Frozen shoulder, also known as adhesive capsulitis, is more than just a cause of discomfort – it’s a condition that can significantly hinder daily activities and quality of life. Characterised by stiffness and pain in the shoulder joint, it’s a common ailment affecting many individuals, especially in middle age. At ‘Back in Health Osteopathy’ in Singapore, we specialise in addressing this challenging condition. Our approach combines expert diagnosis, personalised treatment plans, and a commitment to patient education, helping you understand your condition and the path to recovery.
The precise cause of frozen shoulder remains unclear, but it is believed to involve inflammation and scar tissue formation in the shoulder joint. It often occurs after a period of immobilisation, such as after surgery, an arm fracture, or other injuries that result in the need to restrict shoulder movement.
Certain risk factors increase the likelihood of developing a frozen shoulder. These include diabetes, which is seen in a significant portion of patients with this condition, and other health issues like heart disease, thyroid problems, and Parkinson’s disease. Overuse injuries and systemic conditions like inflammatory arthritis can also predispose an individual to a frozen shoulder.
Understanding the causes is vital for both prevention and treatment. It emphasises the importance of maintaining shoulder mobility when restricted, such as after an injury or surgery.
Diagnosing a frozen shoulder involves a thorough assessment by a healthcare professional. At ‘Back in Health Osteopathy’ in Singapore, our approach starts with a detailed patient history to understand the onset of symptoms and any underlying health conditions.
This is followed by a physical examination, assessing the range of motion in active and passive movements. In active movement, the patient moves the shoulder independently, while in passive movement, the doctor assists. A significant reduction in the range of motion in all directions is a key indicator of a frozen shoulder.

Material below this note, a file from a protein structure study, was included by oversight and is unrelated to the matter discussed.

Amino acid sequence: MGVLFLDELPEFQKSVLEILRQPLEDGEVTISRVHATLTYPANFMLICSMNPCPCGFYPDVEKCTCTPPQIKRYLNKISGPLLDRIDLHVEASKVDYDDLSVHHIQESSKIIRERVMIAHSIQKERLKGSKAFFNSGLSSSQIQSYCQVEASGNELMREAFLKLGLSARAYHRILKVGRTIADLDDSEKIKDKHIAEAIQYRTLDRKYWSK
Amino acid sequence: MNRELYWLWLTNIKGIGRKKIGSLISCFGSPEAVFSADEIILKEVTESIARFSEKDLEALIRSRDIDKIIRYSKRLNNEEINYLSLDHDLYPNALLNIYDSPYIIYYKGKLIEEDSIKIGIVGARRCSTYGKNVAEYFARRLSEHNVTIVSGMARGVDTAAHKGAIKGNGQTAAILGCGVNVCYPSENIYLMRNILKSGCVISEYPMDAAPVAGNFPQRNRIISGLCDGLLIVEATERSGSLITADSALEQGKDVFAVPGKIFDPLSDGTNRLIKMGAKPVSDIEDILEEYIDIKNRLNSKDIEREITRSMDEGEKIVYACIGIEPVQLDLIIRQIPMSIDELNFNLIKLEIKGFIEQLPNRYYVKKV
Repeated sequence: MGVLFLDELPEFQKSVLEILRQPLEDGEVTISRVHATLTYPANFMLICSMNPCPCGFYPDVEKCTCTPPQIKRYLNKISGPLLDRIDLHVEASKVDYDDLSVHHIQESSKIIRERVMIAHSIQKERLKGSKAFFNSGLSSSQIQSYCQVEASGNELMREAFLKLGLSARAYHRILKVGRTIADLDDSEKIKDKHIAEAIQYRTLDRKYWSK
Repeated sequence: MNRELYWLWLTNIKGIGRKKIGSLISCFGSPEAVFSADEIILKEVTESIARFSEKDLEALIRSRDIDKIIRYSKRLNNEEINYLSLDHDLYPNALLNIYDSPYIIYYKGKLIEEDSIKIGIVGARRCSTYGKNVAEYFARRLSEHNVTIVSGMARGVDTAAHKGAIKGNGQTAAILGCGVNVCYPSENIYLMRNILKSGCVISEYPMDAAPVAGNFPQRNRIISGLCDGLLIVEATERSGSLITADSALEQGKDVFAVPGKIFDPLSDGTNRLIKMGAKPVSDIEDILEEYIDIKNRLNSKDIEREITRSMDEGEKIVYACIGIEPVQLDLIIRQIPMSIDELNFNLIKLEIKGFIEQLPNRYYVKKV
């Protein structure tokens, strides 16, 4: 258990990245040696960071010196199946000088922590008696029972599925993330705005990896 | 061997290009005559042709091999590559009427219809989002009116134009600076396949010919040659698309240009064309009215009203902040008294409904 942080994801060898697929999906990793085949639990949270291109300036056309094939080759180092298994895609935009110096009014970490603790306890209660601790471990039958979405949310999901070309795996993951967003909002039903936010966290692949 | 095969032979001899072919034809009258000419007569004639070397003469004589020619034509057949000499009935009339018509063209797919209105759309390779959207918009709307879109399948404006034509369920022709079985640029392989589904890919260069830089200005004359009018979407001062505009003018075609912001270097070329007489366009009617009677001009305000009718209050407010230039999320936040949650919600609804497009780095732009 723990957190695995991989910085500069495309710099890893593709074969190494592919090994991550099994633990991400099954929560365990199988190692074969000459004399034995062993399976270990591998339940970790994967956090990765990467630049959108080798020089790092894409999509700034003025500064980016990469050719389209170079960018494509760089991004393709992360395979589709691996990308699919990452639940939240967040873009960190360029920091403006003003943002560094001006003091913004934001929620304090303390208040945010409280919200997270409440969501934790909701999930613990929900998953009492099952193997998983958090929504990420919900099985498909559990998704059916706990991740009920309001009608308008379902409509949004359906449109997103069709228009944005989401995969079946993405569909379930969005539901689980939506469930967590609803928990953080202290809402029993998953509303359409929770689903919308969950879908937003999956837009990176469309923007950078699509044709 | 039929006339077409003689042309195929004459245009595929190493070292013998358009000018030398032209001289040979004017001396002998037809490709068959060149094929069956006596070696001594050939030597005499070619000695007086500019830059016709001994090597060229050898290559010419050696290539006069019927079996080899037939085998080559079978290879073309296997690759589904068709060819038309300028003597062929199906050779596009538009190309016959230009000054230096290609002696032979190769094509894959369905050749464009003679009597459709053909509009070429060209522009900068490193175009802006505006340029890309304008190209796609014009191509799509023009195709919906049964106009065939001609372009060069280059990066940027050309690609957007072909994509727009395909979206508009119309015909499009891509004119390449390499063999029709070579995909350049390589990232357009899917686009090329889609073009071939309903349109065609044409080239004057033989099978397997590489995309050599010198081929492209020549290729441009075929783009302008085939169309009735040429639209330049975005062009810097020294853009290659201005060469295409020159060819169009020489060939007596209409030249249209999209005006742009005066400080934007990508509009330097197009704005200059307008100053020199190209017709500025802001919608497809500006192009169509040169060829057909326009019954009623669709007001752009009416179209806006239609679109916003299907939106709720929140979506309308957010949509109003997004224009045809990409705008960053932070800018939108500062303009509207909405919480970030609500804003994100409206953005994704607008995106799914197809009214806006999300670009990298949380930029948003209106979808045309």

Imaging tests, such as X-rays or MRI scans, are sometimes used to rule out other conditions like arthritis or rotator cuff tears. These tests help confirm the diagnosis of a frozen shoulder and plan an appropriate treatment strategy. It’s important to note that early diagnosis can lead to a better outcome, as it allows for the timely initiation of treatment and management strategies.
Treatment for a frozen shoulder primarily aims to control pain and restore motion and function to the shoulder. This is typically achieved through a combination of methods:
In rare cases where conservative treatments don’t bring relief, surgical options like joint distension or shoulder arthroscopy might be considered. These procedures involve stretching or releasing the joint capsule. However, surgery is typically seen as a last resort and is only considered when other treatments have failed to provide adequate relief.
Exercise is a critical component in the treatment of a frozen shoulder. It helps maintain and gradually increase the range of motion in the shoulder joint. At ‘Back in Health Osteopathy’, we emphasise a personalised exercise regimen essential for effective treatment.
Our therapists work closely with patients to design exercise programs catering to their frozen shoulder stage. These exercises typically involve:
Approaching these exercises patiently is important, as progress can be slow. Consistency and regularity in performing these exercises are key to achieving the best outcomes.
Stretching exercises play a significant role in alleviating frozen shoulder symptoms by improving the shoulder joint’s flexibility and movement. Here are some effective stretches:
These exercises should be performed within the comfort range and not cause excessive pain. It’s essential to start slowly and increase the intensity as the shoulder loosens.
Effective management of pain and stiffness is a key aspect of treating a frozen shoulder. At ‘Back in Health Osteopathy’, we adopt a multifaceted approach to pain management:
Patients must understand that while managing pain and stiffness is important, these strategies should be used with exercises to ensure the best outcomes.
Surgery for a frozen shoulder is generally considered only after all other treatments have failed to provide adequate relief. The two main types of surgery for a frozen shoulder are:
At ‘Back in Health Osteopathy’, we consider surgical options as a last resort. We focus on thorough assessment and exhausting all non-invasive treatments before recommending surgery.
Choosing the right healthcare provider is crucial in effectively managing and treating frozen shoulder. ‘Back in Health Osteopathy’ in Singapore stands out for several reasons:
Frozen shoulder can be a challenging condition, but with the right approach, it is manageable. Effective treatment requires professional care, tailored exercises, and patient education. If you are experiencing symptoms of a frozen shoulder or looking for expert care in managing shoulder pain and stiffness, ‘Back in Health Osteopathy’ is here to help.
Please contact us today for a consultation and take the first step towards regaining your shoulder health and mobility.